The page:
We spoke last week to an SEC source who told this website that the game was “still finding its legs.”  Translation: We’ll do whatever brings in the most cash, whether that’s one site or different sites every year.  But now it sounds like the options are narrowing for the SEC and Big XII.  If Atlanta is truly out, then the leagues must hope that Arlington and New Orleans throw down mondo cash in a head-to-head bidding war over who’s to become the annual host of the game (meaning the “Champions” Bowl would become the Cotton or Sugar Bowl in name).

Atlanta — for the record — should be out of the mix.  Not that it’s not a great city, but the SEC Championship Game is already held there.  Asking SEC fans to go to the same place twice in a month is a bit much.  And having Big XII teams play in the very heart of the SEC wouldn’t appear to be very fair, either.

Arlington has the cash, but it’s fast becoming the Atlanta of the Big XII.  The old Big Eight members of the Big XII have said for years that their league has been taken over by all things Texas.  Well, if the Big XII has set up shop in the Metroplex, why would the SEC be any more interested in going there than the Big XII is in going to Atlanta?

Cash, of course.

But here’s hoping the leagues do what makes the most sense.  If the game can’t/won’t be rotated between the two cities — which we would be fine with, by the way — then it should land in New Orleans permanently.  Yes, LSU is nearby.  But NOLA and Houston are the most centrally located venues for the game.  St. Louis (if it had a bowl game) and Memphis (if it weren’t viewed so unfavorably by so many) would make sense as well.  But the Big Easy trumps all of those cities when it comes to tourism infrastructure and experience hosting major, major sporting events.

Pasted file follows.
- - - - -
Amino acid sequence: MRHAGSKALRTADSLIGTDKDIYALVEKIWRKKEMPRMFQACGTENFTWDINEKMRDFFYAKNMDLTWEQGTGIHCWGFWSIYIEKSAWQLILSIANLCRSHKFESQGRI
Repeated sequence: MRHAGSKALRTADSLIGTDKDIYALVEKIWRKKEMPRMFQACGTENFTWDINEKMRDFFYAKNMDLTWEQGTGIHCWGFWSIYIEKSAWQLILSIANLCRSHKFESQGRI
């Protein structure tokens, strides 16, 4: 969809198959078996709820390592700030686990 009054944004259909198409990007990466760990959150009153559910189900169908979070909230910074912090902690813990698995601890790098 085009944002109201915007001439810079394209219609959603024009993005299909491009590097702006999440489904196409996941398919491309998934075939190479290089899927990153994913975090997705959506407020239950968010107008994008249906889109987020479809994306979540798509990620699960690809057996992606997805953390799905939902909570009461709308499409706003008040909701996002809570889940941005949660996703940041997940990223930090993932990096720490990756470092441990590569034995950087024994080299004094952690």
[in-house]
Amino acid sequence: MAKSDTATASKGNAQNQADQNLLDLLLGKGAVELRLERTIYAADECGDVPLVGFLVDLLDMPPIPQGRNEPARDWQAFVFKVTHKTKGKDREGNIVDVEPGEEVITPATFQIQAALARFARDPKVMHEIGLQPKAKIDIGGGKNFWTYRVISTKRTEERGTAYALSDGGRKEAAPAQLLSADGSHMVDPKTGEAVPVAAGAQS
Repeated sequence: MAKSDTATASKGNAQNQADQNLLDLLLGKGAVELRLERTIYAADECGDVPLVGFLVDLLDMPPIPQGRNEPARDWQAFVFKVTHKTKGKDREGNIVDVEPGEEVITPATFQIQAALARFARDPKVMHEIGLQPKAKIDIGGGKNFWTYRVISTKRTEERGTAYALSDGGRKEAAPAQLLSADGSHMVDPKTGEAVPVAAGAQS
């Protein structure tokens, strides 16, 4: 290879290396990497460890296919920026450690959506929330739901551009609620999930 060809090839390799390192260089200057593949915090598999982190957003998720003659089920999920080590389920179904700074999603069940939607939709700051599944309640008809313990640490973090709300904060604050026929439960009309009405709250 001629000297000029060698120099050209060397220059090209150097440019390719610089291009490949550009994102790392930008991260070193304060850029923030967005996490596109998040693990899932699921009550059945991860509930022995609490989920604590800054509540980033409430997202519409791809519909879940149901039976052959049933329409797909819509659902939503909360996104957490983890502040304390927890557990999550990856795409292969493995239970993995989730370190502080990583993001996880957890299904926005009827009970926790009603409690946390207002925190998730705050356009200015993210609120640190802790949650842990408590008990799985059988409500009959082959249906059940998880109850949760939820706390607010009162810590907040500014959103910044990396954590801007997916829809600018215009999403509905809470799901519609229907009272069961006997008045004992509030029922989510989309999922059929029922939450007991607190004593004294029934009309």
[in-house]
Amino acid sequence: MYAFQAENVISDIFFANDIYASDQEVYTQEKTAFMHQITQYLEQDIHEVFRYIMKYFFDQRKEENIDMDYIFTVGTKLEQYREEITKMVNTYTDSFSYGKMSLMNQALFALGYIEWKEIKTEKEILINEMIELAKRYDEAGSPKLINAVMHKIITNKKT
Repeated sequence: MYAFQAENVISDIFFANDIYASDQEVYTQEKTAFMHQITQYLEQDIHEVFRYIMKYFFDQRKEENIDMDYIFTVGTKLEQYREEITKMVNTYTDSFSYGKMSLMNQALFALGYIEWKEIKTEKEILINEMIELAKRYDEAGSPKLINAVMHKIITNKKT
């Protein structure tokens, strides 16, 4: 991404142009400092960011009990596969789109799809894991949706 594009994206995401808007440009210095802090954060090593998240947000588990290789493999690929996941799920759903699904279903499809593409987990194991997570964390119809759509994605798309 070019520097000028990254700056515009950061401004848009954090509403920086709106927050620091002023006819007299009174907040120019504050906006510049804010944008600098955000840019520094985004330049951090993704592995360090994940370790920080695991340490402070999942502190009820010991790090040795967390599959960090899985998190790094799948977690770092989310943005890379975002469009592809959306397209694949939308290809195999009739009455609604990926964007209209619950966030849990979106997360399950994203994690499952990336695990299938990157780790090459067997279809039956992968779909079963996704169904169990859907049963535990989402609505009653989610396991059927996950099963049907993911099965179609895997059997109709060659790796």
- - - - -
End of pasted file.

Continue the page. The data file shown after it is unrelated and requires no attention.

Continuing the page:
If it’s a two-horse race between Arlington and New Orleans and there’s room for only one of them in the winner’s circle, here’s more hoping/wishing/praying that the latter edges the former at the wire.

But it’ll all be decided by cash.  And that would mean Arlington is still probably in the lead.  Even if it is the Big XII’s version of Atlanta.

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Oh, Please Let The “Champions” Bowl Partner With The Sugar Bowl

Dallas or Atlanta.  Atlanta or Dallas.

As the SEC and Big 12 try to pick a new city/bowl partner for their “Champions” Bowl game, this writer wants to cast his vote — not that I’ve actually got a vote, of course — for New Orleans.

Atlanta is a fine city, but don’t SEC fans already get their fill of the Georgia Dome?  You’ve got the Chick-fil-A Kickoff games.  The Chick-fil-A Bowl.  The SEC Championship Game.  The SEC Tournament every few basketball seasons.  Atlanta is a great city, a fun city (especially if Ray Lewis isn’t in town).  Heck, it’d be a good city for the occasional college football championship game.  But the SEC is in danger of becoming all Atlanta’d out.  Plus, Big 12′ers might not be eager to make the long trip to mid-Georgia.